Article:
Influenza Vaccine Effectiveness in the United States during the 2015–2016 Season

New England Journal of Medicine
http://www.nejm.org/toc/nejm/medical-journal
August 10, 2017  Vol. 377 No. 6

Original Articles
Influenza Vaccine Effectiveness in the United States during the 2015–2016 Season
M.L. Jackson and Others
Abstract
Background
The A(H1N1)pdm09 virus strain used in the live attenuated influenza vaccine was changed for the 2015–2016 influenza season because of its lack of effectiveness in young children in 2013–2014. The Influenza Vaccine Effectiveness Network evaluated the effect of this change as part of its estimates of influenza vaccine effectiveness in 2015–2016.
Methods
We enrolled patients 6 months of age or older who presented with acute respiratory illness at ambulatory care clinics in geographically diverse U.S. sites. Using a test-negative design, we estimated vaccine effectiveness as (1−OR)×100, in which OR is the odds ratio for testing positive for influenza virus among vaccinated versus unvaccinated participants. Separate estimates were calculated for the inactivated vaccines and the live attenuated vaccine.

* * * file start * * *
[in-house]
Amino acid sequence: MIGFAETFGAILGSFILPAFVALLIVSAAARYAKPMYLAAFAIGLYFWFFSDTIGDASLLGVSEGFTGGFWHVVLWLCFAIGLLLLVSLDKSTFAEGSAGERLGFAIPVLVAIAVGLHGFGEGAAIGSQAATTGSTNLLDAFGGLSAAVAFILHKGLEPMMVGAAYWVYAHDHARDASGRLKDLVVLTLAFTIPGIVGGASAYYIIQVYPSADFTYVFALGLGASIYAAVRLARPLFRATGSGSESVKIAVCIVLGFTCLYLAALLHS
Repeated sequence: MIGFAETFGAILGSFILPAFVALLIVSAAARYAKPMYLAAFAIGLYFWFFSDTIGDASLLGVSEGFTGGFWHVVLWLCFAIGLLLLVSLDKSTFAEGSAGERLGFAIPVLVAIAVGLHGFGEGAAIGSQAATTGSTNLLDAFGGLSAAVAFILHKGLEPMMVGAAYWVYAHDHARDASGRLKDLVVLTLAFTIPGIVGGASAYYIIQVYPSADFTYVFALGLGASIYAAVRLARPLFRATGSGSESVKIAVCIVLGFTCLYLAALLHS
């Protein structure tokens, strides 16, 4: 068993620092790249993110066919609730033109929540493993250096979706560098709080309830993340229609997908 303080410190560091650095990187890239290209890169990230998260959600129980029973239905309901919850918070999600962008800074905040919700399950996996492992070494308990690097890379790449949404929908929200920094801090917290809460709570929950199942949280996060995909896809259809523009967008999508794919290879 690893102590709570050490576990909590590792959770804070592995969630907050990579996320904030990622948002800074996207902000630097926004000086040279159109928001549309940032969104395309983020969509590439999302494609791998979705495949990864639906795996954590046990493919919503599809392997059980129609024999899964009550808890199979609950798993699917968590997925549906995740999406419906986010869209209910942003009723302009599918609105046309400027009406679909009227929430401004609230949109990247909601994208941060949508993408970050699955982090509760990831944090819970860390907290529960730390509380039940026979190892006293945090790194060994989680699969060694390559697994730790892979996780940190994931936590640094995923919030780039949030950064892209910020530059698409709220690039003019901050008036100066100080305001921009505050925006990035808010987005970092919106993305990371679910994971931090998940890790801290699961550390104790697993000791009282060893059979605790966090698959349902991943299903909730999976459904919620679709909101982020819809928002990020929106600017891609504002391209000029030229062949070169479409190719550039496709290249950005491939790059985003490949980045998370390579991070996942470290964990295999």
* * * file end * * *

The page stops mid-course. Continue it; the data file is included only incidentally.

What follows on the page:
Results
Among 6879 eligible participants, 1309 (19%) tested positive for influenza virus, predominantly for A(H1N1)pdm09 (11%) and influenza B (7%). The effectiveness of the influenza vaccine against any influenza illness was 48% (95% confidence interval [CI], 41 to 55; P<0.001). Among children 2 to 17 years of age, the inactivated influenza vaccine was 60% effective (95% CI, 47 to 70; P<0.001), and the live attenuated vaccine was not observed to be effective (vaccine effectiveness, 5%; 95% CI, −47 to 39; P=0.80). Vaccine effectiveness against A(H1N1)pdm09 among children was 63% (95% CI, 45 to 75; P<0.001) for the inactivated vaccine, as compared with −19% (95% CI, −113 to 33; P=0.55) for the live attenuated vaccine.
Conclusions
Influenza vaccines reduced the risk of influenza illness in 2015–2016. However, the live attenuated vaccine was found to be ineffective among children in a year with substantial inactivated vaccine effectiveness. Because the 2016–2017 A(H1N1)pdm09 strain used in the live attenuated vaccine was unchanged from 2015–2016, the Advisory Committee on Immunization Practices made an interim recommendation not to use the live attenuated influenza vaccine for the 2016–2017 influenza season. (Funded by the Centers for Disease Control and Prevention and the National Institutes of Health.)